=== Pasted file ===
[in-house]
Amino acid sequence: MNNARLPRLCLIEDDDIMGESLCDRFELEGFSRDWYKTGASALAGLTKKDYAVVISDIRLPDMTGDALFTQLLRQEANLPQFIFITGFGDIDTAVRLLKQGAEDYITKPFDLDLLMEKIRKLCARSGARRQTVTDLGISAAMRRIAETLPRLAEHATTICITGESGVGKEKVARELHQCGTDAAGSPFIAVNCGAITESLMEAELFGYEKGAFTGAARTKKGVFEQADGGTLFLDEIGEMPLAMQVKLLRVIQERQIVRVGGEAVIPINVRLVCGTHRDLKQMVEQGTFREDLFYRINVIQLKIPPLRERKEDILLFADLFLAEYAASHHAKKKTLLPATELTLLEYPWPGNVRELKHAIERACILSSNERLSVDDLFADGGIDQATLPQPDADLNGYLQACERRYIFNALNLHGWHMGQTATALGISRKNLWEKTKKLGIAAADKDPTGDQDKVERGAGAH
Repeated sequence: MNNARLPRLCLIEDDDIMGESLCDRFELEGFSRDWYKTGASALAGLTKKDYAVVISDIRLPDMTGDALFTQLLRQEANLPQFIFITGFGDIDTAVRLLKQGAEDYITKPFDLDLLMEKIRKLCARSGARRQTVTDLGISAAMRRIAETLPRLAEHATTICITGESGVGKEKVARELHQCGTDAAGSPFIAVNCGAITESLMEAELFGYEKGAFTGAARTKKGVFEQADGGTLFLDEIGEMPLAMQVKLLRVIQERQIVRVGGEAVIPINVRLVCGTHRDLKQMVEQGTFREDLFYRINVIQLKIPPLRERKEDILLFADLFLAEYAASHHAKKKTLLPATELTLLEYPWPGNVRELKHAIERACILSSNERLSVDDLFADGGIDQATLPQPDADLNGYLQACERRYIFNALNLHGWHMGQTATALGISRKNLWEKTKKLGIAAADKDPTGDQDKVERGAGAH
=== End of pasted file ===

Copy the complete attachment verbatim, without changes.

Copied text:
[in-house]
Amino acid sequence: MNNARLPRLCLIEDDDIMGESLCDRFELEGFSRDWYKTGASALAGLTKKDYAVVISDIRLPDMTGDALFTQLLRQEANLPQFIFITGFGDIDTAVRLLKQGAEDYITKPFDLDLLMEKIRKLCARSGARRQTVTDLGISAAMRRIAETLPRLAEHATTICITGESGVGKEKVARELHQCGTDAAGSPFIAVNCGAITESLMEAELFGYEKGAFTGAARTKKGVFEQADGGTLFLDEIGEMPLAMQVKLLRVIQERQIVRVGGEAVIPINVRLVCGTHRDLKQMVEQGTFREDLFYRINVIQLKIPPLRERKEDILLFADLFLAEYAASHHAKKKTLLPATELTLLEYPWPGNVRELKHAIERACILSSNERLSVDDLFADGGIDQATLPQPDADLNGYLQACERRYIFNALNLHGWHMGQTATALGISRKNLWEKTKKLGIAAADKDPTGDQDKVERGAGAH
Repeated sequence: MNNARLPRLCLIEDDDIMGESLCDRFELEGFSRDWYKTGASALAGLTKKDYAVVISDIRLPDMTGDALFTQLLRQEANLPQFIFITGFGDIDTAVRLLKQGAEDYITKPFDLDLLMEKIRKLCARSGARRQTVTDLGISAAMRRIAETLPRLAEHATTICITGESGVGKEKVARELHQCGTDAAGSPFIAVNCGAITESLMEAELFGYEKGAFTGAARTKKGVFEQADGGTLFLDEIGEMPLAMQVKLLRVIQERQIVRVGGEAVIPINVRLVCGTHRDLKQMVEQGTFREDLFYRINVIQLKIPPLRERKEDILLFADLFLAEYAASHHAKKKTLLPATELTLLEYPWPGNVRELKHAIERACILSSNERLSVDDLFADGGIDQATLPQPDADLNGYLQACERRYIFNALNLHGWHMGQTATALGISRKNLWEKTKKLGIAAADKDPTGDQDKVERGAGAH